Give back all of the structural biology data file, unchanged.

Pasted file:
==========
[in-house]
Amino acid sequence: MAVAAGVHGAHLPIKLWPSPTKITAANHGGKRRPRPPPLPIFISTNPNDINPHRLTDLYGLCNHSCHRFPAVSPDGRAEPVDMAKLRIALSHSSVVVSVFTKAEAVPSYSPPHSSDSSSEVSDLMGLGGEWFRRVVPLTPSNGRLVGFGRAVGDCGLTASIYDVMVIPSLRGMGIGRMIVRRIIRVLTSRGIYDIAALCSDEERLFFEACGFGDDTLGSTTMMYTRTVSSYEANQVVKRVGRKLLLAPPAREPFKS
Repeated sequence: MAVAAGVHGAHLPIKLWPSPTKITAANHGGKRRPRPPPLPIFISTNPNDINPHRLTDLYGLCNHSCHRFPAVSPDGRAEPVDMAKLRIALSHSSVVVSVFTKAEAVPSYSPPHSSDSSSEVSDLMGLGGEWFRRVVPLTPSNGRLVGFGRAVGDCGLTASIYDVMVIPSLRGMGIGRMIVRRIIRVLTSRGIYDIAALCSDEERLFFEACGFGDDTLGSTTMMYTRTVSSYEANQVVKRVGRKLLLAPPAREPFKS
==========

[in-house]
Amino acid sequence: MAVAAGVHGAHLPIKLWPSPTKITAANHGGKRRPRPPPLPIFISTNPNDINPHRLTDLYGLCNHSCHRFPAVSPDGRAEPVDMAKLRIALSHSSVVVSVFTKAEAVPSYSPPHSSDSSSEVSDLMGLGGEWFRRVVPLTPSNGRLVGFGRAVGDCGLTASIYDVMVIPSLRGMGIGRMIVRRIIRVLTSRGIYDIAALCSDEERLFFEACGFGDDTLGSTTMMYTRTVSSYEANQVVKRVGRKLLLAPPAREPFKS
Repeated sequence: MAVAAGVHGAHLPIKLWPSPTKITAANHGGKRRPRPPPLPIFISTNPNDINPHRLTDLYGLCNHSCHRFPAVSPDGRAEPVDMAKLRIALSHSSVVVSVFTKAEAVPSYSPPHSSDSSSEVSDLMGLGGEWFRRVVPLTPSNGRLVGFGRAVGDCGLTASIYDVMVIPSLRGMGIGRMIVRRIIRVLTSRGIYDIAALCSDEERLFFEACGFGDDTLGSTTMMYTRTVSSYEANQVVKRVGRKLLLAPPAREPFKS